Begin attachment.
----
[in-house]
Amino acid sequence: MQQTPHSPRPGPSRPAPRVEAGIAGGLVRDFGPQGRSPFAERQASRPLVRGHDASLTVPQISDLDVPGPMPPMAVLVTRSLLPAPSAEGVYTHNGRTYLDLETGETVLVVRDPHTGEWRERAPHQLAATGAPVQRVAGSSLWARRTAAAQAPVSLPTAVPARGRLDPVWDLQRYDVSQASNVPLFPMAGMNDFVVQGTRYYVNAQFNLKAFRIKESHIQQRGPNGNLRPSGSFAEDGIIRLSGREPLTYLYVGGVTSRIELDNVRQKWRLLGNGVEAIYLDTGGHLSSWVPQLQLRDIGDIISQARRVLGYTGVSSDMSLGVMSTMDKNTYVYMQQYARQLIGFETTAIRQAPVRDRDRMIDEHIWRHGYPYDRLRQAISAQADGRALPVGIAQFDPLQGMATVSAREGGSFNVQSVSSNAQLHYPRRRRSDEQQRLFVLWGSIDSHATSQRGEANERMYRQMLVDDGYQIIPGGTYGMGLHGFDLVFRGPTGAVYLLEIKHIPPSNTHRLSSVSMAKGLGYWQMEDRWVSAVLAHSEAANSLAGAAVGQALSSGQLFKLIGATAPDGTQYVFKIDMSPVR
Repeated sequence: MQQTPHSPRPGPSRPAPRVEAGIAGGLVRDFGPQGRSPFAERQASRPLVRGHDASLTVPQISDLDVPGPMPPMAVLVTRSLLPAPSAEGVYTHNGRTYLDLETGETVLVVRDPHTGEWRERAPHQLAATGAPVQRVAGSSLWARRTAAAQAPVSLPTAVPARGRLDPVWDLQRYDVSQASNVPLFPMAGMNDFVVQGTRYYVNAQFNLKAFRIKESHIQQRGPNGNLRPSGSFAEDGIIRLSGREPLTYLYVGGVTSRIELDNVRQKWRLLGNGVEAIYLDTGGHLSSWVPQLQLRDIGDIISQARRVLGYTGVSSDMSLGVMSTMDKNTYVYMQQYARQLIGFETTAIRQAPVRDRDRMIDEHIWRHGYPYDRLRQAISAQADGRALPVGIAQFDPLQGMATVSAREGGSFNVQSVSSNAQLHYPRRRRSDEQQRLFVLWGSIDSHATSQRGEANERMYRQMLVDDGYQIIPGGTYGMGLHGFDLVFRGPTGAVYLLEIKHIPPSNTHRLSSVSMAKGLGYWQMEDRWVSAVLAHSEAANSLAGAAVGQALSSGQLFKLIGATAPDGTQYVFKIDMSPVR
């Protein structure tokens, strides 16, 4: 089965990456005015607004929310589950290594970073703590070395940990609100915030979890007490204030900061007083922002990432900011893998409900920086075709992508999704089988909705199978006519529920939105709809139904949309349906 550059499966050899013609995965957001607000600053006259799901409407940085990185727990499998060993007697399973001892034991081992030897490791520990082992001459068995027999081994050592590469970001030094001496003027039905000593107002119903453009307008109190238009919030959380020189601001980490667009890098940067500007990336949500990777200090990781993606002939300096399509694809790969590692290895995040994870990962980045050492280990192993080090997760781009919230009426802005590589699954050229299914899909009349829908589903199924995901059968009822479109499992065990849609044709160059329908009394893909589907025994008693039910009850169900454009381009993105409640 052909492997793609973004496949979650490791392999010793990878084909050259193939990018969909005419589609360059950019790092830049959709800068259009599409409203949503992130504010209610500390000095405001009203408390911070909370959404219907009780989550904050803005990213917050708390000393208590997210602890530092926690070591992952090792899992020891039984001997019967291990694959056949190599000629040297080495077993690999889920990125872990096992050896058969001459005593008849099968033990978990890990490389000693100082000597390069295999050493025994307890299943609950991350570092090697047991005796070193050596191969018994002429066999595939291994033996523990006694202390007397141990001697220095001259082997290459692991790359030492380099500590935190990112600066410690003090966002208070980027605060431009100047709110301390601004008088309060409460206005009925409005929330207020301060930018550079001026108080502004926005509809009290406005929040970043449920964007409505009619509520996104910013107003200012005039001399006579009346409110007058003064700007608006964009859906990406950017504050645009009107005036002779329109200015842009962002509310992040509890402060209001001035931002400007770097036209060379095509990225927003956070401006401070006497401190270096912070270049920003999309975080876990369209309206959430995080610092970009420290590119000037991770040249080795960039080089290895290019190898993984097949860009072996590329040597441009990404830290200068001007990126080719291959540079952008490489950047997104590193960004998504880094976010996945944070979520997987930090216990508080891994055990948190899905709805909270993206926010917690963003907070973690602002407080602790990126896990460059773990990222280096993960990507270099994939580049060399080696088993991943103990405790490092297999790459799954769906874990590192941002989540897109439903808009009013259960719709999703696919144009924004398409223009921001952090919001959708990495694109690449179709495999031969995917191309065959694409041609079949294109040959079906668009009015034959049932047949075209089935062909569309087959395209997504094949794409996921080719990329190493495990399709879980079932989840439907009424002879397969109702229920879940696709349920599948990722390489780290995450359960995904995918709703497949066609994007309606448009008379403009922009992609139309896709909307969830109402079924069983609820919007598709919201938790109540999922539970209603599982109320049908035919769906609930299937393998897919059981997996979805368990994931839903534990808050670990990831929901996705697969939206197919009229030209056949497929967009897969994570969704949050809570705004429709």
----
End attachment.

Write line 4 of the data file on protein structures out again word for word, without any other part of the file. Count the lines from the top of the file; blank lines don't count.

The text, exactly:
């Protein structure tokens, strides 16, 4: 089965990456005015607004929310589950290594970073703590070395940990609100915030979890007490204030900061007083922002990432900011893998409900920086075709992508999704089988909705199978006519529920939105709809139904949309349906 550059499966050899013609995965957001607000600053006259799901409407940085990185727990499998060993007697399973001892034991081992030897490791520990082992001459068995027999081994050592590469970001030094001496003027039905000593107002119903453009307008109190238009919030959380020189601001980490667009890098940067500007990336949500990777200090990781993606002939300096399509694809790969590692290895995040994870990962980045050492280990192993080090997760781009919230009426802005590589699954050229299914899909009349829908589903199924995901059968009822479109499992065990849609044709160059329908009394893909589907025994008693039910009850169900454009381009993105409640 052909492997793609973004496949979650490791392999010793990878084909050259193939990018969909005419589609360059950019790092830049959709800068259009599409409203949503992130504010209610500390000095405001009203408390911070909370959404219907009780989550904050803005990213917050708390000393208590997210602890530092926690070591992952090792899992020891039984001997019967291990694959056949190599000629040297080495077993690999889920990125872990096992050896058969001459005593008849099968033990978990890990490389000693100082000597390069295999050493025994307890299943609950991350570092090697047991005796070193050596191969018994002429066999595939291994033996523990006694202390007397141990001697220095001259082997290459692991790359030492380099500590935190990112600066410690003090966002208070980027605060431009100047709110301390601004008088309060409460206005009925409005929330207020301060930018550079001026108080502004926005509809009290406005929040970043449920964007409505009619509520996104910013107003200012005039001399006579009346409110007058003064700007608006964009859906990406950017504050645009009107005036002779329109200015842009962002509310992040509890402060209001001035931002400007770097036209060379095509990225927003956070401006401070006497401190270096912070270049920003999309975080876990369209309206959430995080610092970009420290590119000037991770040249080795960039080089290895290019190898993984097949860009072996590329040597441009990404830290200068001007990126080719291959540079952008490489950047997104590193960004998504880094976010996945944070979520997987930090216990508080891994055990948190899905709805909270993206926010917690963003907070973690602002407080602790990126896990460059773990990222280096993960990507270099994939580049060399080696088993991943103990405790490092297999790459799954769906874990590192941002989540897109439903808009009013259960719709999703696919144009924004398409223009921001952090919001959708990495694109690449179709495999031969995917191309065959694409041609079949294109040959079906668009009015034959049932047949075209089935062909569309087959395209997504094949794409996921080719990329190493495990399709879980079932989840439907009424002879397969109702229920879940696709349920599948990722390489780290995450359960995904995918709703497949066609994007309606448009008379403009922009992609139309896709909307969830109402079924069983609820919007598709919201938790109540999922539970209603599982109320049908035919769906609930299937393998897919059981997996979805368990994931839903534990808050670990990831929901996705697969939206197919009229030209056949497929967009897969994570969704949050809570705004429709």